debt in canada

When Debt Is Not A Four Letter Word

  • By Bonnie Hooley, LIT

If I proudly told you I had a plan to get further into debt, you would likely not look too closely at me as your next financial advisor. You might even think I wasn’t thinking too clearly. The reason for this is that when most people hear the word debt, it conjures up bad feelings. We put debt in the category of other bad four letter words. Something to stay clear of.

I am hoping to change your perception of debt through this short article. Hoping to possibly convince you that debt can be good! I am also hoping to provide you with a sobering respect for debt.

I have not lost my mind. I am merely pointing out that not all debt is the same. There are different types of debt. Debt falls into a few different categories, good debt and bad debt to put things very simply. Unfortunately, good debt and bad is not that easy to identify because the way you use debt is critical.

Let’s Start With Some Basics.

Traditionally good debt is viewed as something that has the potential to increase your net worth, or will provide future value. Standard examples of this could be a mortgage on a house, or a loan for an RRSP. While those debts are not always good investments, they are traditionally viewed as the type of debts considered as good debts.

The types of debts generally viewed as bad debts, are debts for items that would be consumed or rapidly depreciate in value. Debts wherein, after the loan, you have nothing to show for the debt except an outstanding bill. Credit card debts are often used as an example of bad debt.

Regardless as to whether you identify the debt as bad or good, how you use debt is critical. Debt which is generally considered good, can cause financial failure if not used properly. In the alternative, debt generally considered bad, could be used to your advantage.

Let’s start with an easy one.

Buying a home can be a great investment. If you purchase the home when the market is low, money you would otherwise be putting toward rent can be used to pay the principal and interest. After a few years you may actually have something to show for the payments you made. You will own a property that has increased in value and whose principle has been paid down with funds that would have otherwise gone toward rent.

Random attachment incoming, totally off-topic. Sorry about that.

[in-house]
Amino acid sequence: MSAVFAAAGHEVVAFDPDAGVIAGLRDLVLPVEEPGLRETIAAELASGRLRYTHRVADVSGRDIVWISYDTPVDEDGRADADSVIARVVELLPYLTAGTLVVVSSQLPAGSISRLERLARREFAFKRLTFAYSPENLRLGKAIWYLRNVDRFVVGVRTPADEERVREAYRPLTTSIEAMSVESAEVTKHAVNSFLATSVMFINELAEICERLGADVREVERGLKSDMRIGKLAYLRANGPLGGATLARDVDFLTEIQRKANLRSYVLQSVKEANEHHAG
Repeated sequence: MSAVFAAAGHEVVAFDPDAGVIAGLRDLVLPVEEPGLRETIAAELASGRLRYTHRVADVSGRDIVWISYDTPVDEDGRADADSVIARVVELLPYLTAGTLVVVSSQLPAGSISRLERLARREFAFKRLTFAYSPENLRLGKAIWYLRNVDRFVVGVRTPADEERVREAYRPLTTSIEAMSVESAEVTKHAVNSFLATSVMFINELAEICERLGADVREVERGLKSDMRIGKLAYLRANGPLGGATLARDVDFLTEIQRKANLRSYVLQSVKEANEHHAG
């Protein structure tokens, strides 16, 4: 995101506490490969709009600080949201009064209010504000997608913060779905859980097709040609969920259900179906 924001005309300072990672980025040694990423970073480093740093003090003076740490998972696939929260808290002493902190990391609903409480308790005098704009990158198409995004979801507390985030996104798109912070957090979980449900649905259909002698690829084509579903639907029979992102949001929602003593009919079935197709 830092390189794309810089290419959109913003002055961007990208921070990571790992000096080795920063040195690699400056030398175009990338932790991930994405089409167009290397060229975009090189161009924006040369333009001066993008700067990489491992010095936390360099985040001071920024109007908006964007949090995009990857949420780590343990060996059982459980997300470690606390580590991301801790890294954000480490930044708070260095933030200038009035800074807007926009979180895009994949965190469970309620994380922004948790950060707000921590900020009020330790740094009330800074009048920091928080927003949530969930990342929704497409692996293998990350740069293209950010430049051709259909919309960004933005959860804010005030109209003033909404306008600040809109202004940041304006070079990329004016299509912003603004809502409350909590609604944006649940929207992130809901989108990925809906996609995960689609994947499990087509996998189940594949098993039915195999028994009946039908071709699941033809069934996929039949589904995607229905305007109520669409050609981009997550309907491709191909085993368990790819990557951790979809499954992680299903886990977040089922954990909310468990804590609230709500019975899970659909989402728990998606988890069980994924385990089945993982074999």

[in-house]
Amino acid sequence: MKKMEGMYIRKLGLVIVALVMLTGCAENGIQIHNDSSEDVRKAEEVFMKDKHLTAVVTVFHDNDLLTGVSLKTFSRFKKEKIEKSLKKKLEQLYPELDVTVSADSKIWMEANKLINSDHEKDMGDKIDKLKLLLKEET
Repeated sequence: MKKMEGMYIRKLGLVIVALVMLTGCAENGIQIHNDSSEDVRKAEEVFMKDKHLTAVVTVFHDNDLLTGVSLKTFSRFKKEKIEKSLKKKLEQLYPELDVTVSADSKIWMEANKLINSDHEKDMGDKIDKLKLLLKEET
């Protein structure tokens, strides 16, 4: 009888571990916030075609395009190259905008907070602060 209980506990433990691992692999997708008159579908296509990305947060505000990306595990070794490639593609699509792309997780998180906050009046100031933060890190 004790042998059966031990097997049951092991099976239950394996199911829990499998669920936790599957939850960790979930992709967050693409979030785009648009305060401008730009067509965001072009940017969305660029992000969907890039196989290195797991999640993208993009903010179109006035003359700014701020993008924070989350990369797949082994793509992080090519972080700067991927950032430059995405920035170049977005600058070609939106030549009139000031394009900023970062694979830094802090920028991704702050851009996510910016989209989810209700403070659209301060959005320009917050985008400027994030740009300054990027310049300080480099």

A home mortgage – good debt right? Usually, but not necessarily.

Many people will buy homes that they cannot afford. They qualified for the mortgage so made the erroneous assumption they could afford the home. There can be many hidden costs in a home purchase that people don’t always plan for. Aside from the cost of the move, there may be minor repairs they weren’t expecting. Also, if you have never owned a home there will be yard maintenance expenses that you have to put out funds for, lawnmowers, shovels, etc. If you don’t budget to set aside money for repairs, upgrades and maintenance you could run into trouble.

Then there is always the interest rate. If interest rates increase, you could find your house unaffordable when it is time to renew your mortgage; being forced to sell when the market has dropped.

While careful planning and good fortune can make a home investment a good debt, you must use caution. It is never a good idea to buy the most expensive house you can get a mortgage on. That leaves you with no wiggle room if interest rates improve, or the housing market goes down.

Let’s try another example.

Credit card debt is bad…..right? Usually, but not necessarily.

The interest you pay on a credit card is generally ridiculously high. We have all seen the credit card statement showing that if you made the minimum payment they are asking for, your card will not be paid off for many years to come. If you take that one step further and multiply the minimum payment by the number of months and compare that total to the original amount owing, you would see that in the end, you would pay for that item more than 10 times over.

Equifax reported in March of 2023 that credit card debt in Canada is more than $100 billion dollars! That is a Billion with a “B”. Numbers too large for most of us to fathom. This means the large majority of Canadians are carrying bad debt on their credit cards.